Revolutionary Changes in National Security: the Role of Commercial Technology in the Ukraine Conflict
Satellite Imagery and Analysis
The availability of satellite imagery for commercial use is a game-changer in the field of national security. Decades ago, only the government had access to detailed pictures of the earth, and such images were classified. But with the emergence of startups and scaleups today, commercial companies now provide unclassified imagery. As a result, the government purchases and distributes commercial images from startups to supplement their own. There will be 1000 commercial satellites for every US government satellite in orbit by the end of this decade. Startups such as Capella Space have satellites in orbit that specialize in gathering data by taking detailed pictures of the Earth.
Satellite communications is one of the significant areas in which startups and scaleups are making an impact in national security. In response to Russia’s cyber attack on Viasat’s KA-SAT satellite, Elon Musk’s Starlink satellite company shipped thousands of their satellite dishes to Ukraine to restore their internet connection. Other portable cell towers are also now available, including “backpackable” and fixed devices that can connect to satellites and provide phone service and WiFi capability. These are crucial in areas where there is no available internet connection.
Unmanned Aerial Vehicles (UAVs)
The technology behind unmanned aerial vehicles (UAVs) is no longer the exclusive use of national governments and militaries. Today, they are democratised and available for purchase online. In Ukraine, startups use drones for automated delivery vehicles for resupply, and tactical reconnaissance to identify potential threats. Combined with commercial satellite imagery, these drones provide pinpoint accuracy, enabling maximum kinetic impact in halting opposing forces.
Low-Cost Emerging Commercial Technology
Emerging commercial technologies have transformed the balance of power in national security conflicts. In Ukraine, low-cost commercial technology has proven more effective against a larger industrialised force, which Russia is fielding. While traditional military contractors and other countries provide some equipment, startups that develop and deliver off-the-shelf technology at dramatically lower prices are playing a significant role. Technology such as drones, AI, machine learning, autonomy, biotech, cyber, semiconductors, quantum, and high-performance computing are all examples of commercial technology that has changed the character of war.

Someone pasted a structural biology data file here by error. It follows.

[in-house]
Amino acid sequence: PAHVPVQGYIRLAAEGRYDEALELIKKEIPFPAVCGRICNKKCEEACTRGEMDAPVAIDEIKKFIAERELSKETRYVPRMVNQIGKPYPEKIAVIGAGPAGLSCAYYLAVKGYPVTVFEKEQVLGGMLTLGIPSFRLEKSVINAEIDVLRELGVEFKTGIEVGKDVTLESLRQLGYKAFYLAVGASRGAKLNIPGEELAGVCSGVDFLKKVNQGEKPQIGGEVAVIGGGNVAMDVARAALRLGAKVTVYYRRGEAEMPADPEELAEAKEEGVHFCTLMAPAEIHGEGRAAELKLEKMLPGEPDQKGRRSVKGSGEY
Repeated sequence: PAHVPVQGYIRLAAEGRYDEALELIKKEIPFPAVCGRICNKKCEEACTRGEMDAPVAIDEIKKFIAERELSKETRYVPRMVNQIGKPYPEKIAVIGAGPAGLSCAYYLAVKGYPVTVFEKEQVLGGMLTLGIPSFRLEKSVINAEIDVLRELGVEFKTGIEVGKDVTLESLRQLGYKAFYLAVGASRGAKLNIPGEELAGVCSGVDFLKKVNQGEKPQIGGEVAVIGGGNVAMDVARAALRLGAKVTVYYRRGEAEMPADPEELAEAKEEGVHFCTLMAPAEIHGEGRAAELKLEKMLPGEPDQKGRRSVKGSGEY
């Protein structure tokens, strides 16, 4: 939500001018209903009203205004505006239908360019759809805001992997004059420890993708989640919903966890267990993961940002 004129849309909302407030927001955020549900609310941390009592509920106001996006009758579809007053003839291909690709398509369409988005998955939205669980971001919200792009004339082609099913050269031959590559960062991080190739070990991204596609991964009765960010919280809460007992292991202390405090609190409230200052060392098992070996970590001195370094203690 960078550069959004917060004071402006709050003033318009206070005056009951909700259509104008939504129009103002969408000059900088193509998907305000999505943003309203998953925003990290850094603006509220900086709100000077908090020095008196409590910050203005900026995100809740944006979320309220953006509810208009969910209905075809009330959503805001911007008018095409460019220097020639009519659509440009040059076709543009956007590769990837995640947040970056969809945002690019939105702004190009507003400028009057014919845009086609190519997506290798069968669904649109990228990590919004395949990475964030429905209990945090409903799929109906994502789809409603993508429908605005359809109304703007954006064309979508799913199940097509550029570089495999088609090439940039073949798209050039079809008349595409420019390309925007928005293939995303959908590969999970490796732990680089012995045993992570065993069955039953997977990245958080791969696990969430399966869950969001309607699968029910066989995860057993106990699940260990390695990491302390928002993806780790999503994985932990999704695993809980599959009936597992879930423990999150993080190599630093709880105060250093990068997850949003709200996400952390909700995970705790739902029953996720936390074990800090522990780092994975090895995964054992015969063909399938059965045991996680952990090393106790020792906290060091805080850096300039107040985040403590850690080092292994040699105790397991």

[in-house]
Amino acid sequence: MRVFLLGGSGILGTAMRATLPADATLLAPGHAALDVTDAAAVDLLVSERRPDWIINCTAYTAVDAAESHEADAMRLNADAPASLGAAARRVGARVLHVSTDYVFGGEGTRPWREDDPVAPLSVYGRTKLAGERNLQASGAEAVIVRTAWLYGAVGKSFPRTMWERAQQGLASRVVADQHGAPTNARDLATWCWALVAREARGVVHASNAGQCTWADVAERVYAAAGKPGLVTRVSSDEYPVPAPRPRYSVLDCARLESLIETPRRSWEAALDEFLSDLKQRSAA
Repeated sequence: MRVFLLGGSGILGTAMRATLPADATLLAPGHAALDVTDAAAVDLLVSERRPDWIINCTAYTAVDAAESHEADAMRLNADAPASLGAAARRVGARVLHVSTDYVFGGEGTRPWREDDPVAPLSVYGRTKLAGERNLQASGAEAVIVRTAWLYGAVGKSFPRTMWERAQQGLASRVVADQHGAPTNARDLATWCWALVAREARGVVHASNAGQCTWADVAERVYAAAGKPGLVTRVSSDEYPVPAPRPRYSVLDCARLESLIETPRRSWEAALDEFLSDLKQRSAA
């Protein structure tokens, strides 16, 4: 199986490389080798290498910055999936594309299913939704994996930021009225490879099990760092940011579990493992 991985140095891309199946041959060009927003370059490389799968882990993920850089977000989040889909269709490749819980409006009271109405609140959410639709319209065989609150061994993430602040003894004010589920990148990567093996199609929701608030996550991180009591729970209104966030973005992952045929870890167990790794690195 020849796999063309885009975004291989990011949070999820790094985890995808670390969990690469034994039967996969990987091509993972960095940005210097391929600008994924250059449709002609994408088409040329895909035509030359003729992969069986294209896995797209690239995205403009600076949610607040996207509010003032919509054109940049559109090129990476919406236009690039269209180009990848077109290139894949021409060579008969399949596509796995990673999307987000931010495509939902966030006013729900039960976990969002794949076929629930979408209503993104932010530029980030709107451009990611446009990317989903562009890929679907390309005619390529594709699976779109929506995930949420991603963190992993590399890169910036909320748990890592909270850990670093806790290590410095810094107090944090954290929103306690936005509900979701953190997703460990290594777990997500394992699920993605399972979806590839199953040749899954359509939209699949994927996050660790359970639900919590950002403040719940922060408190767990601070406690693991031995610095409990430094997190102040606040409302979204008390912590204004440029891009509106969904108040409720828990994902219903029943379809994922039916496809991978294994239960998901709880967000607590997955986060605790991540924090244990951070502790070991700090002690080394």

The Role of Defense Innovation Unit
The Defense Innovation Unit (DIU) is the Department of Defense’s most successful organisation in acquiring and promoting commercial technology. However, despite being critical, the DoD cut the DIU’s budget by 20%, thereby hindering its productivity. In Congress’s Future of Defense Task Force report two years ago, they recommended a suggestion to increase the DIU’s budget by ten times. This is crucial, given that the Department of Defense should scale up the DIU by ten times because national security is now dependent on commercial technology.
China – Civil Military Fusion
China has been involved in a Civil/Military Fusion program since 2015. Beijing is developing as a national effort for the PRC to develop a “world-class” military and become a world leader in science and technology. A substantial chunk of this strategy includes acquiring advanced dual-use technology. China is mobilising its entire economy – commercial and military suppliers for this. On the other hand, the Pentagon and its relationship with startups and commercial companies is hindered by a lack of understanding about how the commercial innovation ecosystem works and the inability to comprehend what venture and private equity funded innovation can offer.
Reinvention of the Civil/Military Innovation Relationship
It’s essential to reinvent the civil/military innovation relationship. This includes reorganising DoD Research and Engineering to allocate its budget and resources equally between traditional sources of innovation and new commercial sources of innovation. It also involves reorganising DoD Acquisition and Sustainment to create and buy from new arsenals, including shipyards, drone manufacturers etc, that can make thousands of extremely low-cost, attritable systems. This way, the government, with the assistance of startups, can keep up with adversaries and create new national champions of the next generation of defense technologies.
The Ukraine conflict reveals the changing character of war; low-cost emerging commercial technology is highly effective against larger industrialised forces. National security now depends on commercial technology. To stay ahead, the Department of Defense must abandon its traditional sources of innovation and start investing in new entrants and commercial tech. Revolutionising its civil/military innovation relationship is not optional but rather necessary to keep up with adversaries.